Activating means 302 may comprise, for example, a device 341 adapted to sense the temperature of the coolant employed by the engine and direct an operational signal to control valve means 340 when the engine coolant temperature reaches a predetermined level.

With valve head 310 in the open position, shown as solid lines in FIG. 5, engine exhaust gas directed to turbocooler can flow from first annular chamber 305 through valve port 308 into the second chamber 306 and outwardly from chamber 306 through exit port 306a to be expelled through exit 26f of the turbocooler, thus bypassing turbine 26a and providing little driving force to the turbocooler fan 26b during periods of low temperature operation.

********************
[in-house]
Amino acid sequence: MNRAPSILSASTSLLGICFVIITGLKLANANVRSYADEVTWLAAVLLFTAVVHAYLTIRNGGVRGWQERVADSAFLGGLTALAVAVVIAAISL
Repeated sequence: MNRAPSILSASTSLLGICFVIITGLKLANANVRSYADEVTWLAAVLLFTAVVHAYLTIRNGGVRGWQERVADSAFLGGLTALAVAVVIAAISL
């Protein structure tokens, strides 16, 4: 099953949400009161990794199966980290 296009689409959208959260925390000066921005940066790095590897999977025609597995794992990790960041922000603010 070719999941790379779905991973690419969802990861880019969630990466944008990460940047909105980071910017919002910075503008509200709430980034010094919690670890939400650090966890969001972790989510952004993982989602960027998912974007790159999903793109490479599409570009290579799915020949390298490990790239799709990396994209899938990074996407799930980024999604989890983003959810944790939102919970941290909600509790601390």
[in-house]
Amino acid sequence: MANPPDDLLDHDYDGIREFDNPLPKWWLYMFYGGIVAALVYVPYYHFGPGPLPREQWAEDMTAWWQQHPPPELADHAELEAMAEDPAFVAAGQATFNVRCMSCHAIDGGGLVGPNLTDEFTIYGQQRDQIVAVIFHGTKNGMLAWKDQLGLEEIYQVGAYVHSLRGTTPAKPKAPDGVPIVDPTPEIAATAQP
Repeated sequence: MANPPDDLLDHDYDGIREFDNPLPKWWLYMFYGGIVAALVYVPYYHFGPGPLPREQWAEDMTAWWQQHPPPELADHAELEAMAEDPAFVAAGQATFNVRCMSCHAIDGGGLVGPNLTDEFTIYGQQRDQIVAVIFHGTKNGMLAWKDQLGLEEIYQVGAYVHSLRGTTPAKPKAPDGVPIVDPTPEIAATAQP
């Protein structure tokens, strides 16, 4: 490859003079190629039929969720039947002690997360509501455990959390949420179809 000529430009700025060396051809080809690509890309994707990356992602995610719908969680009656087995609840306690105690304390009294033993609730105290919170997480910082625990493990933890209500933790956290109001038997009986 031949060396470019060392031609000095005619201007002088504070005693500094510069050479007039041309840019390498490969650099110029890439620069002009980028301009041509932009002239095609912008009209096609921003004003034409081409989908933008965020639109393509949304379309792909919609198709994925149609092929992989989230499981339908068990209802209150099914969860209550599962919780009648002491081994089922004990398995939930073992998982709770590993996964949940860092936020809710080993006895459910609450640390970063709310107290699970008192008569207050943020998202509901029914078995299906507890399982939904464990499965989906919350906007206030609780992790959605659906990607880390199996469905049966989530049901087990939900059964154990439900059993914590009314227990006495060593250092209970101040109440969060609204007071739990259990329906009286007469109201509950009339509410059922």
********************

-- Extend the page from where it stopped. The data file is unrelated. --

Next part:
As the engine operating temperature increases and the engine needs increased cooling, and when the engine coolant, for example, increases to a preselected level, activating means 302 will open control valve 340 allowing fluid pressure to be directed by connecting means 331 to cylinder housing 303. Where engine boost pressure is used as the operating fluid pressure, the engine turbocharger will be also operating at an increased speed, thereby providing satisfactory boost pressure. With valving means 340 opened, the fluid pressure will increase within the walls of cylinder 322 between orifice 330 and the piston head 326 and will overcome the force exerted by spring 328, thereby urging piston head 326 and piston rod 325 outwardly from cylinder 322 and driving valve head 310 towards and into engagement with valve port 308. When valve head 310 engages the valve seat formed in flanged collar 309 of valve port 308, the engine exhaust gas flows from the first annular chamber orifice 305a and acts upon turbine 26a, driving the fan of the turbocooler, providing the cooling air flow to cool the engine and dissipating heat generated by the engine during periods of high engine load. Activating means 302 may be adapted to vary the volume of the cooling air flow generated by the turbocooler by varying the fluid pressure applied to cylinder housing 303, thereby variably opening and closing the waste gate formed by valve head 310 and valve port 308 to maintain the engine coolant temperature within defined limits.